them again. You have no idea of the difficulty, the delay, and the obstacles. Since the 16th, when I wrote you so urgently, I have not received seventy-five hands, and that would not make up the deficiency incurred in the meantime by sickness and desertion. The demands are enormous on the very small space I have. The quartermaster and commissariat of General Lee's army depends on my engineer labor, and I can neither help it nor remedy it. Instead of carrying on all the necessary works at once, which ought to be done in ten days by such a force as North Carolina can spare from her 300,000 negroes, I can only slowly carry on one work at a time. All aid grudged and precious time lost. The works you propose have all been well considered and approved long since between General Hebert and myself. They are practicable only with a force very largely increased, both of labor and men, not otherwise, because I must complete the water defenses first, especially since Farragut's success may embolden their navy. You may see what my prospect for aid is, either in troops or labor, by the accompanying correspondence,* which I inclose for you information and that of the War Department. The lines you propose can only be constructed by troops in position. Only after the attack is developed and a foothold gained will anybody be convinced that Wilmington is not safe, and only then will an unarmed and disorganized body of old farmers be sent down here. In the meantime, I am doing all I can. Please have the Conscript Bureau impress the slaves out of my district. Order it by telegraph.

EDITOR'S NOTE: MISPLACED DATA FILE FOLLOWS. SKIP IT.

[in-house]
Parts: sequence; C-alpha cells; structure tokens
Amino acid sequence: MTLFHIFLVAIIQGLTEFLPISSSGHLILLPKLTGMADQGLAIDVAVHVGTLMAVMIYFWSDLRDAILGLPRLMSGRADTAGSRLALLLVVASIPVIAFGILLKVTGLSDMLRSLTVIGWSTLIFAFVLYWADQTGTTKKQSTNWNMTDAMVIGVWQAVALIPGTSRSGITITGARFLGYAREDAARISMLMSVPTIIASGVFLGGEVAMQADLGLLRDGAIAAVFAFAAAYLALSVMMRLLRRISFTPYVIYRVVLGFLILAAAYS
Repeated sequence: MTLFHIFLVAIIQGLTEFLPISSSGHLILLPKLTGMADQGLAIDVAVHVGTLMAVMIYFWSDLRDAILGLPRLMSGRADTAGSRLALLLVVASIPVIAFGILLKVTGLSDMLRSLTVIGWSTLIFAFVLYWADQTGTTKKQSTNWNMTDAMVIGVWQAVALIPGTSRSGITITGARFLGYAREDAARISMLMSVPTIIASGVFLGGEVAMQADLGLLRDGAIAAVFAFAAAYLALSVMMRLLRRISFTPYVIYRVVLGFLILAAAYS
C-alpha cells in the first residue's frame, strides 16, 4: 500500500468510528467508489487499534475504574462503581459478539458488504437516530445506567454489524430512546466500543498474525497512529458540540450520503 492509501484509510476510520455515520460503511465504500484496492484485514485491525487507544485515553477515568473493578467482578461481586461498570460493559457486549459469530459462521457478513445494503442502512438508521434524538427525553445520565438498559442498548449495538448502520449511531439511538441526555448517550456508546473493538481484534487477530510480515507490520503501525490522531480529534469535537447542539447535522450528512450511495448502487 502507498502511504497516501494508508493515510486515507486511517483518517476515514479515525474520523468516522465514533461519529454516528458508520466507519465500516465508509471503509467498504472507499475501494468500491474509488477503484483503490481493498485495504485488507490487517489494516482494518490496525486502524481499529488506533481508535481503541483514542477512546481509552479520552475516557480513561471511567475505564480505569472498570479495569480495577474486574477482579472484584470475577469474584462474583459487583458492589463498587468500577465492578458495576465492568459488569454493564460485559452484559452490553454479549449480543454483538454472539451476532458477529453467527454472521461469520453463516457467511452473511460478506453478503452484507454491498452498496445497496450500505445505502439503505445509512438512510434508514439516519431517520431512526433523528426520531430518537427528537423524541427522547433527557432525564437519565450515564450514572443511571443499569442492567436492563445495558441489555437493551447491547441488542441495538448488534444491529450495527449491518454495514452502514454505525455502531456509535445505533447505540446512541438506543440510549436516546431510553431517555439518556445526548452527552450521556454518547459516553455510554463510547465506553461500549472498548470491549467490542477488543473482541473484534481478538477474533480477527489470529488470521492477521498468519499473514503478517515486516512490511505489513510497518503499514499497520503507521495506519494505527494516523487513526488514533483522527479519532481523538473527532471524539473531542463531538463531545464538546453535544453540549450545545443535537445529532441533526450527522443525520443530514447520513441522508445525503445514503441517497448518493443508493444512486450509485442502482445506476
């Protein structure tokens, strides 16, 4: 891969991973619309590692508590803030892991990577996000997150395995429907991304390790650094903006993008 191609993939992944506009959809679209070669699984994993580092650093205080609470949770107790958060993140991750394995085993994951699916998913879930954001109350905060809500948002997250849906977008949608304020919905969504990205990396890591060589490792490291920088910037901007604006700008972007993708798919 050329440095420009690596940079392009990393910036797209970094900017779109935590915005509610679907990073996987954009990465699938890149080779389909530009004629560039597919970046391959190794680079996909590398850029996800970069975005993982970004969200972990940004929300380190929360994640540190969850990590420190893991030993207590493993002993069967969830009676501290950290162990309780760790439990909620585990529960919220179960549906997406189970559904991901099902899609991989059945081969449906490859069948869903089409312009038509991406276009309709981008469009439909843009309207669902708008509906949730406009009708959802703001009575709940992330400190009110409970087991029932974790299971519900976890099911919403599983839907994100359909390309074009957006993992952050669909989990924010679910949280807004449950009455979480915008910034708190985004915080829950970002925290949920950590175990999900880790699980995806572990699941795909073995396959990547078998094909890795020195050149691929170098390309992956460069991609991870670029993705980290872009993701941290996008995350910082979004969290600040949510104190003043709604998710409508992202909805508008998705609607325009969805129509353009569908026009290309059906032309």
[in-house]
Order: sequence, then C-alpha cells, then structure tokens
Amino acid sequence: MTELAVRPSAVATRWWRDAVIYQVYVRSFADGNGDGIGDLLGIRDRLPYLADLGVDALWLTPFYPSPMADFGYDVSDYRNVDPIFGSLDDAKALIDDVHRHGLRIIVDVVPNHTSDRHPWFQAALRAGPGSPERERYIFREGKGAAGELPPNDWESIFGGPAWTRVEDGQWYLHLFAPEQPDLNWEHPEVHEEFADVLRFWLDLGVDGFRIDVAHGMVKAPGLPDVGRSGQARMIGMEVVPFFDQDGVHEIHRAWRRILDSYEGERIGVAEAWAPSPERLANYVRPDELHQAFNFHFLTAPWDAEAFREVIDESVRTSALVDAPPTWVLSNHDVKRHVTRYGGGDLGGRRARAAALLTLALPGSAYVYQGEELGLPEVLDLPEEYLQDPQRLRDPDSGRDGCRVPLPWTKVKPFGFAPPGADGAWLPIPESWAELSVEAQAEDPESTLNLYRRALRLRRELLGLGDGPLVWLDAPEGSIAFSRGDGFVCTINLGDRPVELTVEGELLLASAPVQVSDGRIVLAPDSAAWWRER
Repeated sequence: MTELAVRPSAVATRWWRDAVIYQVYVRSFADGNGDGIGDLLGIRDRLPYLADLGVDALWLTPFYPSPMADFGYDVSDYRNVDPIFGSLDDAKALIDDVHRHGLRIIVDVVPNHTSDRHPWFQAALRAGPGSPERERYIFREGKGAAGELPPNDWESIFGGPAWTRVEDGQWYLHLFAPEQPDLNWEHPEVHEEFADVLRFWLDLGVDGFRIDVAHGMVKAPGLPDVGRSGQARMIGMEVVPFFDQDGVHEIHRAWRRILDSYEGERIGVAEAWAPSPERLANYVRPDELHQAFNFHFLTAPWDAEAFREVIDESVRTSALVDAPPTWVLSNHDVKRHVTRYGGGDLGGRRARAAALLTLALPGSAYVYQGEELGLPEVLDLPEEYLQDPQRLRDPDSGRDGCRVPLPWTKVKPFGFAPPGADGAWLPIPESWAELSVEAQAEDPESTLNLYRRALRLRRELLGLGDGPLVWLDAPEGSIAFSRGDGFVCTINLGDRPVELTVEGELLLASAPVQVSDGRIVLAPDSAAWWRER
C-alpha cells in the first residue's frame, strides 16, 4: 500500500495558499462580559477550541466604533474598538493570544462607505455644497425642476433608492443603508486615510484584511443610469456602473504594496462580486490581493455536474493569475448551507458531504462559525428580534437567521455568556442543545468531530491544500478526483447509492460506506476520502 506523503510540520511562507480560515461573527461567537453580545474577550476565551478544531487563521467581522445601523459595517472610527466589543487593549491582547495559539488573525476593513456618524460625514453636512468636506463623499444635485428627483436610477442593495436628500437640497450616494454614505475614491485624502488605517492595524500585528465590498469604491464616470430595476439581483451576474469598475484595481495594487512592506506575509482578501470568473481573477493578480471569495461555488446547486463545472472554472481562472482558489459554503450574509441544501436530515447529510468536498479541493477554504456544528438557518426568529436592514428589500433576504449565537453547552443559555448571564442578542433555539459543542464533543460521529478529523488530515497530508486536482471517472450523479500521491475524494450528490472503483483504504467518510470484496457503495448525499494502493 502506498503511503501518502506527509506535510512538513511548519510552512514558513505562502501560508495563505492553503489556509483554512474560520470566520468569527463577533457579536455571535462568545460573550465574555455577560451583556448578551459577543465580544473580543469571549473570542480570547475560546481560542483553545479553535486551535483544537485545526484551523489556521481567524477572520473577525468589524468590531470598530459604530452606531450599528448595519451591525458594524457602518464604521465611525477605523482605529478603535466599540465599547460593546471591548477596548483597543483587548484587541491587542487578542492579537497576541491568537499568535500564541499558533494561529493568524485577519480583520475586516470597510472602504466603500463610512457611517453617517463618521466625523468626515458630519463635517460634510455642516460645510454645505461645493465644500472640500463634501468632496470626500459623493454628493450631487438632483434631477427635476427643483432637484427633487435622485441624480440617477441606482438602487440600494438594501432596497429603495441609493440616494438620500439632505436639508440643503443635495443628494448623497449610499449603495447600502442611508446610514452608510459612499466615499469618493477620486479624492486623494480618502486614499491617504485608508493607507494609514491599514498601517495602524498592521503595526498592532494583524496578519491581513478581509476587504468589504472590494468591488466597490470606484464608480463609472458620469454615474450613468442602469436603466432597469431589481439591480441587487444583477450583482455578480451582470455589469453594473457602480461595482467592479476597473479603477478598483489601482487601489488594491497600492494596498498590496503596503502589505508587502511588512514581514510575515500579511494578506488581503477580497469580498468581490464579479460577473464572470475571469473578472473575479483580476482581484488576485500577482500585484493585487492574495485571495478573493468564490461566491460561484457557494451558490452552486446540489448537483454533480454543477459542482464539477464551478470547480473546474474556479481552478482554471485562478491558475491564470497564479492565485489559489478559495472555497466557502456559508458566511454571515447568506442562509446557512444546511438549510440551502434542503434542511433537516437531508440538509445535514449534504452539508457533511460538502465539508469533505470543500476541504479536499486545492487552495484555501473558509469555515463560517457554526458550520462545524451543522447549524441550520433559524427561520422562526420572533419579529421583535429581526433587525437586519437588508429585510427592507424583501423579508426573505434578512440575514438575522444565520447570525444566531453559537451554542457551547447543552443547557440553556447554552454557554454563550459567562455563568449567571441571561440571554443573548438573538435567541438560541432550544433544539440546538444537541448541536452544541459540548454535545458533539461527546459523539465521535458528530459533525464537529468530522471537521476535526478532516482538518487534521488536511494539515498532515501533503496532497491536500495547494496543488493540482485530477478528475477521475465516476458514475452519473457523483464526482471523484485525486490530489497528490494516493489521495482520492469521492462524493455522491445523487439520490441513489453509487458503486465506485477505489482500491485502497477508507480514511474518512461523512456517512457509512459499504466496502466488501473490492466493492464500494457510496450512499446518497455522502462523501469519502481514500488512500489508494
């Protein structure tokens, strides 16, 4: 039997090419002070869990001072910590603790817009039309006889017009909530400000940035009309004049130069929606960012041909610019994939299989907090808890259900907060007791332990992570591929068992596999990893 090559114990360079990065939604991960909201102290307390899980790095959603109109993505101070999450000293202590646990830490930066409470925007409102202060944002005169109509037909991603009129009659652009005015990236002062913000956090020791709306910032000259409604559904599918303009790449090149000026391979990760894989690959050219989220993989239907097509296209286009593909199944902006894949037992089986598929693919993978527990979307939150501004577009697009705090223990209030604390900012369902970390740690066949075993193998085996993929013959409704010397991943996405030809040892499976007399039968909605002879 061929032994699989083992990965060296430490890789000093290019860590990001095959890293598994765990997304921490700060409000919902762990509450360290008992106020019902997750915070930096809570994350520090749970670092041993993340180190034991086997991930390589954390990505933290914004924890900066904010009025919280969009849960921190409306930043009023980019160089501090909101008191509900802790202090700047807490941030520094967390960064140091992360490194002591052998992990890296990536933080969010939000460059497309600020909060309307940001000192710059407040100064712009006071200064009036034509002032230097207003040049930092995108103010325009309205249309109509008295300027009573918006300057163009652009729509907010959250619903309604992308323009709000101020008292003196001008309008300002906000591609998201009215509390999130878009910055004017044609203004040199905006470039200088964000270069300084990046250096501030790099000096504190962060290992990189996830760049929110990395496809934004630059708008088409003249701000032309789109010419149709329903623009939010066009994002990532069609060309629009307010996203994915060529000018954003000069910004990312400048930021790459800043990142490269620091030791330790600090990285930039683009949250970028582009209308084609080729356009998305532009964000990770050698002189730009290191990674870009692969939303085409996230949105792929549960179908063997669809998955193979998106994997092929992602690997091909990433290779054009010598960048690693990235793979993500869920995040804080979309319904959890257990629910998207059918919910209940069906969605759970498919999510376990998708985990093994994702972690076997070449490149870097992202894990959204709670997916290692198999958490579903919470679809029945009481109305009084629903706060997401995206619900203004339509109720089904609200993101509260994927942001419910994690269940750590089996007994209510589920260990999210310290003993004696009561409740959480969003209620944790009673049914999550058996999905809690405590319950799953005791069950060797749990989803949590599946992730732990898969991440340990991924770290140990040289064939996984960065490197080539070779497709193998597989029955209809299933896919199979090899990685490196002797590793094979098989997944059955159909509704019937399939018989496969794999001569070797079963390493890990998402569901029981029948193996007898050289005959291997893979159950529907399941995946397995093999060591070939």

W. H. C. WHITING,
SPECIAL ORDERS, ADJT. AND INSP. GENERAL'S OFFICE,
Numbers 238. Richmond, October 7, 1864.
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XIII. The general commanding the Department of North Carolina, having represented that there is an immediate and urgent necessity for the employment of 2,000 slaves for service with the army at Wilmington, N. C., and it being impracticable to obtain them by contract, these slaves will be collected by impressment. There will be exempt from impressment all slaves under the age of eighteen years and over the age of fifty years. Not more than one slave out of five on any one plantation of the ages specified will be taken, and when there is but one slave of the description mentioned belonging to an owner he will not be taken; nor shall employed in the domestic or family service exclusively be impressed. Efforts will be made to distribute the burden as equally as possible, and the general directions in General Orders, Numbers 138, series 1863, and General Orders, Numbers 32, current series, will be adhered to. The Bureau of Conscription is charged with the prompt execution of this order.
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By command of the Secretary of War:
[OCTOBER 7, 1864.-For Lee to Seddon, reporting engagement on the Darbytown and New Market roads, see Part I, p. 852.]
*Not found as inclosure.